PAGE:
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So Comcast, in a sort-of surprise, is going to end up buying all of Time Warner Cable for itself.

If you are a regular person, and you hear that the biggest cable company in the country is going to buy the second biggest cable company in the country, your reaction is probably something along the lines of this:

And you might also wonder if regulators are going to do anything to stop it. After all, didn’t the feds stop AT&T from buying T-Mobile a couple years ago?

You’ll hear a lot more about this tomorrow, first from Comcast* and Time Warner Cable, who will officially announce/defend their deal, and then from people who can talk about this stuff with sophistication, like my colleague Amy Schatz.

But for now, you get me, typing it out slowly.

So here’s the big idea that’s supposed to get the deal approved in the coming months: It’s okay for a giant cable company to buy another giant cable company, because cable companies don’t compete.

For instance: I live in Brooklyn, and I’m a Time Warner Cable customer. In theory, I could also get TV from the satellite guys, and also from Verizon. But I can’t get TV from Comcast, because the cable guys work in specific territories, carved out by local regulators, and they don’t overlap.**

Assuming the deal goes through, it’s not going to reduce my (limited) choices. I’m just going to start writing checks to Comcast instead.

And that’s about it. You’ll hear more tomorrow about Comcast’s increased leverage with programmers, and better technical facilities. And Comcast is going to make some moves to appease the feds from the get-go, like selling off 3 million of its subscribers to other cable operators, which would mean it ends up with 30 million subscribers total.

And maybe regulators will give this deal more scrutiny than Comcast expects, so you might see other concessions.

But even though this one sounds like a huge deal — $44 billion does tend to sound huge — it’s hard to see much changing for consumers any time soon. Which is why Comcast thinks it will get done.

* Comcast owns NBCUniversal, which is an investor in the company that owns this website.

**Recall that a few years ago, the feds blessed a peace treaty between Verizon and Comcast, who actually are competitors.

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8 comments
hindsight
hindsight

Is it even possible that Comcast will be able to do this? There has to be a ton of money and influence being pumped into Washington for something like this to even be contemplated. How brazen can Comcast be? This is so wrong that it just might be a looked upon in history as a criminal act.

phil28
phil28

It's not about which cable company we as consumers can use, it's about the huge clout Comcast will now have with the content creators that span Netflix to Disney to small independent producers. Not only do they compete with these creators as owners of NBC, but they can determine what each will pay and their download speed,  and will now control access to their customers.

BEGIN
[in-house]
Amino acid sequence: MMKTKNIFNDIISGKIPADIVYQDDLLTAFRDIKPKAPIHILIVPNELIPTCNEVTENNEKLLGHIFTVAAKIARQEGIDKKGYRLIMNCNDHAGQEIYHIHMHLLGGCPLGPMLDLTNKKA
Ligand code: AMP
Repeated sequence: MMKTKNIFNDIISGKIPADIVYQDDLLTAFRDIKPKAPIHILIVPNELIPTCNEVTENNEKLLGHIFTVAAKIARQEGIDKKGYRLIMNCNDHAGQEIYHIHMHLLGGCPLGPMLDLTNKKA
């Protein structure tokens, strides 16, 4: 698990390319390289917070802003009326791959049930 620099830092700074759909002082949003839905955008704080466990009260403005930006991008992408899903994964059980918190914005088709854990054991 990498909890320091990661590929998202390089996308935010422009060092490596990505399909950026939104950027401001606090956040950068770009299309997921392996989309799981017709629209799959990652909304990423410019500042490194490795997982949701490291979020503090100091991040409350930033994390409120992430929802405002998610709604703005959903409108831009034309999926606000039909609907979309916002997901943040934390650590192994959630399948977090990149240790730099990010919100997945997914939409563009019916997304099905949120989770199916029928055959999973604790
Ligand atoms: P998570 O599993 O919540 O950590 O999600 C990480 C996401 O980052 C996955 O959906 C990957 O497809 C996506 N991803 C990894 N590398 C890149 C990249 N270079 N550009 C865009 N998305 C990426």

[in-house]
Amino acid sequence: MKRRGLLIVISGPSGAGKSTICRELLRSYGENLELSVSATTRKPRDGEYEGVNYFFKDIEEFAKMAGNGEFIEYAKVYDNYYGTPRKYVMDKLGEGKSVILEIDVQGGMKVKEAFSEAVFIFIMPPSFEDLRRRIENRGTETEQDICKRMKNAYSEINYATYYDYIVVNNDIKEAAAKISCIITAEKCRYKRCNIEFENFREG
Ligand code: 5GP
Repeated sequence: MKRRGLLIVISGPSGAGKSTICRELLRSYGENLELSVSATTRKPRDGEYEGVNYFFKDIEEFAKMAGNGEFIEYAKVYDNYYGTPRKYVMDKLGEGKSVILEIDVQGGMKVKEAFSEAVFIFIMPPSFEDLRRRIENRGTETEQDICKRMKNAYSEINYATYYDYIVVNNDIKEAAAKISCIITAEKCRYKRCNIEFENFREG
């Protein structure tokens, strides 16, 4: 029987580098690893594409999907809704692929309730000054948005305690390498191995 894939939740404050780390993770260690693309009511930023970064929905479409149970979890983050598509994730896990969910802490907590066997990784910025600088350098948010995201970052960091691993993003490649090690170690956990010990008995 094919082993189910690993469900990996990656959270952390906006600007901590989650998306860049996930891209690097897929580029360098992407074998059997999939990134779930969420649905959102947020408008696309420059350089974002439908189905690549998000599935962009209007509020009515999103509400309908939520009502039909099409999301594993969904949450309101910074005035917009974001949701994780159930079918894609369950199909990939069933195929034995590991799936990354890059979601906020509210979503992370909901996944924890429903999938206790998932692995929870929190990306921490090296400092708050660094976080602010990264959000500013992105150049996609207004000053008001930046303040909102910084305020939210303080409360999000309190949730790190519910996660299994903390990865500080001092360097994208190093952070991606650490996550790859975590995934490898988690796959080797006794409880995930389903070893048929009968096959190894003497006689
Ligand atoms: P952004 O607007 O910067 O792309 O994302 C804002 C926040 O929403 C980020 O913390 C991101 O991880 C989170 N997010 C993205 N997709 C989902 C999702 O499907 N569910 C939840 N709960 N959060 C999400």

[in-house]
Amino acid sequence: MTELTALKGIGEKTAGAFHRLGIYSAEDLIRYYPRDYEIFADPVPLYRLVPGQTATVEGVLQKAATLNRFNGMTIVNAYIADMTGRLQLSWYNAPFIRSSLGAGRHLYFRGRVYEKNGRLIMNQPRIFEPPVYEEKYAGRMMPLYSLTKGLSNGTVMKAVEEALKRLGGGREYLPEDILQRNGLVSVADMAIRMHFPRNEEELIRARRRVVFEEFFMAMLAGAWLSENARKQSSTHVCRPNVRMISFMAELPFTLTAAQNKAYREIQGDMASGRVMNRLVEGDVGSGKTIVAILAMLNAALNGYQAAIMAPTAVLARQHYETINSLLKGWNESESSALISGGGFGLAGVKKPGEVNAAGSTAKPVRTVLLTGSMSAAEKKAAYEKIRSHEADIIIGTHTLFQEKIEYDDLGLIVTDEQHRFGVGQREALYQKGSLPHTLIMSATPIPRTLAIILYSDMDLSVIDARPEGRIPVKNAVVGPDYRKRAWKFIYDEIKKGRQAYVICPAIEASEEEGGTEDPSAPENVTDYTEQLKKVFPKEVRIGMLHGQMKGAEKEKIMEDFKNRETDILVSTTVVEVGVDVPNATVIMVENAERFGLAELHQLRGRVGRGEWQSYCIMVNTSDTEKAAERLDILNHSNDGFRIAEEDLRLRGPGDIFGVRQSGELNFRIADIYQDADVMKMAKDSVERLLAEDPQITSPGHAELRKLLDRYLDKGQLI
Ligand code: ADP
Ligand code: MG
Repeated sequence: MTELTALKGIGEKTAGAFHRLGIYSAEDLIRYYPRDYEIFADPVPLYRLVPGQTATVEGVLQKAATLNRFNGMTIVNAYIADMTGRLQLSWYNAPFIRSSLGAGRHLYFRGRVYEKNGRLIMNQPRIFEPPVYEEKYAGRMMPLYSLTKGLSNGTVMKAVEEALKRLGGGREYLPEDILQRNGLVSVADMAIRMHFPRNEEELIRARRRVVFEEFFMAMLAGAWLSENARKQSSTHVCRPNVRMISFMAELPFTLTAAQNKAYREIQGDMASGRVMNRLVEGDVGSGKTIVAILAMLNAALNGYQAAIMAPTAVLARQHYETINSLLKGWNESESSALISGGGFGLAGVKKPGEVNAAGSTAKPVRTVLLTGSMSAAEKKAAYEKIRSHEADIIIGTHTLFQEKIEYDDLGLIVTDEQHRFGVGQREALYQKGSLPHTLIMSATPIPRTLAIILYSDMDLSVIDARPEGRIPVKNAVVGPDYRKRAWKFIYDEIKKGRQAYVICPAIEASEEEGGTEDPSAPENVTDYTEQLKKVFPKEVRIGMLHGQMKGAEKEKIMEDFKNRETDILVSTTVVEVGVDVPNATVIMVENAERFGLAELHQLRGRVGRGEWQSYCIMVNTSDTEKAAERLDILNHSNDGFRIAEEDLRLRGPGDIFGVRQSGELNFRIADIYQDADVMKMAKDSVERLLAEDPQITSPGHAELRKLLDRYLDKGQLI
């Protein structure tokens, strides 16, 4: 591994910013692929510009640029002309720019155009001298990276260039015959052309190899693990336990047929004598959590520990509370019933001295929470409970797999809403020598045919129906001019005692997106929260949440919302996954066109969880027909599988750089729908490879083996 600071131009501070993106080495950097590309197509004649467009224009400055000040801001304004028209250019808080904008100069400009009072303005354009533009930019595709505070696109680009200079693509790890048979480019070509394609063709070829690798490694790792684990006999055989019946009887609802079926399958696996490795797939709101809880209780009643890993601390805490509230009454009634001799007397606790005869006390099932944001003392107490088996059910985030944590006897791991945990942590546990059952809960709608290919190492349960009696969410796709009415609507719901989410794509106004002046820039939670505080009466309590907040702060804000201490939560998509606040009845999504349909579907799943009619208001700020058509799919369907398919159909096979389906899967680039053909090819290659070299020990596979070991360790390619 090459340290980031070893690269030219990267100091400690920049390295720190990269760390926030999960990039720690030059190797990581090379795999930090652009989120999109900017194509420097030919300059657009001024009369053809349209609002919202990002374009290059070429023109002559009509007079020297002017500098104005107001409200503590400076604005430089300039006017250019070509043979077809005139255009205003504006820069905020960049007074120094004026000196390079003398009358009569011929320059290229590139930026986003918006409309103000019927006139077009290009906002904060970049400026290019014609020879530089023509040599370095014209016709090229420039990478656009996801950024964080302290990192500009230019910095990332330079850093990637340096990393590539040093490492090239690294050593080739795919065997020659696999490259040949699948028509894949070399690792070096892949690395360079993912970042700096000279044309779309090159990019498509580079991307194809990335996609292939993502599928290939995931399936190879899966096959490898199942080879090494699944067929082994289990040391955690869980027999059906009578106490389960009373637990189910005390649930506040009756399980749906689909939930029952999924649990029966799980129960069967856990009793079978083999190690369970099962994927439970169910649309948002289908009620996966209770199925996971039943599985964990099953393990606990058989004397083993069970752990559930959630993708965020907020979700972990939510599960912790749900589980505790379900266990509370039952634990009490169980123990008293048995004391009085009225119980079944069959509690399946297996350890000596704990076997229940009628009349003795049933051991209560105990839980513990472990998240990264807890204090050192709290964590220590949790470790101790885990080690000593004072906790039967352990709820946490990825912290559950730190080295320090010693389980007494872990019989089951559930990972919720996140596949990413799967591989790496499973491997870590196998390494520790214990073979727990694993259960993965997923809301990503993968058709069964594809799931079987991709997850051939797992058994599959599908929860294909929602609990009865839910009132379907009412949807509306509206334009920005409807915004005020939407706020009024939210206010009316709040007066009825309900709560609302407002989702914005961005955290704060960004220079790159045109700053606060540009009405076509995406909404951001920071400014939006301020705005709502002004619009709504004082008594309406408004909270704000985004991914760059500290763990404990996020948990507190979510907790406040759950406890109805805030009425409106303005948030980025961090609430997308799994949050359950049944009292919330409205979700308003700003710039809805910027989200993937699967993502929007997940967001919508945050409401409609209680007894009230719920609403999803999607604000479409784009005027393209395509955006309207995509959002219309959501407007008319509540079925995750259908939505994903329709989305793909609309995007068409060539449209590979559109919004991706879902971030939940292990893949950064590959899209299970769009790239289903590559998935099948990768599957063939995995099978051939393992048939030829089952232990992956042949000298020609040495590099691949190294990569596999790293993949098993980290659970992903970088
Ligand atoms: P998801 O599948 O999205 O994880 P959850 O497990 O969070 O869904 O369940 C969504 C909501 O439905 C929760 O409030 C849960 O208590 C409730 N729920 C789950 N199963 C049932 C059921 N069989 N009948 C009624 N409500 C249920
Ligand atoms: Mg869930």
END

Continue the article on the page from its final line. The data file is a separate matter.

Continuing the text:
It's is as if GM built owned the Interstates and allowed Chevys to travel in the HOV lanes and never pay a toll. This is so wrong on so many levels, that this piece seems to trivialize its impact.

mknopp
mknopp

I have echo the sentiments. This (the problem with the deal) has almost nothing to do with their cable business and almost everything to do with their internet business and their increased clout in suffocating the natural move from the old cable model of business for shows to the new internet based model of business for shows.


In other words, this is bad for consumers all around and it is bad because of things that have nothing to do with who your cable TV provider is.


Now, if Comcast wants to divest itself of its ISP and content creation businesses, then I think it could be considered. Otherwise, this is a EXTREME conflict of interest in the making instead of just a huge one that exist right now.

Steve Johnson
Steve Johnson

Yeah, gotta echo JeffInLondon. The competition is not for consumers but content providers. If they are the gateway for content providers to get to the NYC AND the LA markets, they have tremendous bargaining clout against NetFlix or Hulu or Apple or anyone else that wants to provide programming to those key markets. And remember they also own NBC Universal and produce a lot of content, so being able to get new shows on in NYC and LA is a big advantage versus other content producers.Here's a good map that shows who is where.: http://www.fcc.gov/maps/connect-compete-home-broadband-coverage-map


Mergatroid69
Mergatroid69

Comcast + TWC = The Worst of Both Worlds...

davidamodt
davidamodt

The only ones who win are the CEO's and possible shareholders in the companies. The customers unfortunately are always the ones who suffer with decreased service and higher prices. 

JefinLondon
JefinLondon

In each market there is no competition, but this sure give them monopoly market power over content providers. 

phil28
phil28

Of course the press and public have it all wrong, at least according to this former Vice President and Senior Vice President at Cablevision Systems:

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